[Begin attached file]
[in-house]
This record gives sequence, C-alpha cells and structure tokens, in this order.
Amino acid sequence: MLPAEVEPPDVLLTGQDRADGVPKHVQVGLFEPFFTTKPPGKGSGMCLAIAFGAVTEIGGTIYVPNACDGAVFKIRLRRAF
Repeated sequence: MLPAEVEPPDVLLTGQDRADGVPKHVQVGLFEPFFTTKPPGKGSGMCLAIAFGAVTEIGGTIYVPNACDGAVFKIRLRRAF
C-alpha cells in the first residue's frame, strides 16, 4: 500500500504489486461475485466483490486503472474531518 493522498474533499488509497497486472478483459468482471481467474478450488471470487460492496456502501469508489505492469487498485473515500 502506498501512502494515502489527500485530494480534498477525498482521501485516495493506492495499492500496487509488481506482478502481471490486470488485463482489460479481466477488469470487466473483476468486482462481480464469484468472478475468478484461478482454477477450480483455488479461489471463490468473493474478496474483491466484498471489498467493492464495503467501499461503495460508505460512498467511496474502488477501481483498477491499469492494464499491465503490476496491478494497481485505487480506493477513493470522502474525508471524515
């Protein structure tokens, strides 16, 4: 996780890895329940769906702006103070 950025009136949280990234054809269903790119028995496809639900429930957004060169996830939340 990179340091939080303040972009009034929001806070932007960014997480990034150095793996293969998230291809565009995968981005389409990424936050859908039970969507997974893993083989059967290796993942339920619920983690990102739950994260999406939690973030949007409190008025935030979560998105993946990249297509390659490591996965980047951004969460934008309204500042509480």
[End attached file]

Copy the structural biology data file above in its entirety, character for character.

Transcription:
[in-house]
This record gives sequence, C-alpha cells and structure tokens, in this order.
Amino acid sequence: MLPAEVEPPDVLLTGQDRADGVPKHVQVGLFEPFFTTKPPGKGSGMCLAIAFGAVTEIGGTIYVPNACDGAVFKIRLRRAF
Repeated sequence: MLPAEVEPPDVLLTGQDRADGVPKHVQVGLFEPFFTTKPPGKGSGMCLAIAFGAVTEIGGTIYVPNACDGAVFKIRLRRAF
C-alpha cells in the first residue's frame, strides 16, 4: 500500500504489486461475485466483490486503472474531518 493522498474533499488509497497486472478483459468482471481467474478450488471470487460492496456502501469508489505492469487498485473515500 502506498501512502494515502489527500485530494480534498477525498482521501485516495493506492495499492500496487509488481506482478502481471490486470488485463482489460479481466477488469470487466473483476468486482462481480464469484468472478475468478484461478482454477477450480483455488479461489471463490468473493474478496474483491466484498471489498467493492464495503467501499461503495460508505460512498467511496474502488477501481483498477491499469492494464499491465503490476496491478494497481485505487480506493477513493470522502474525508471524515
């Protein structure tokens, strides 16, 4: 996780890895329940769906702006103070 950025009136949280990234054809269903790119028995496809639900429930957004060169996830939340 990179340091939080303040972009009034929001806070932007960014997480990034150095793996293969998230291809565009995968981005389409990424936050859908039970969507997974893993083989059967290796993942339920619920983690990102739950994260999406939690973030949007409190008025935030979560998105993946990249297509390659490591996965980047951004969460934008309204500042509480």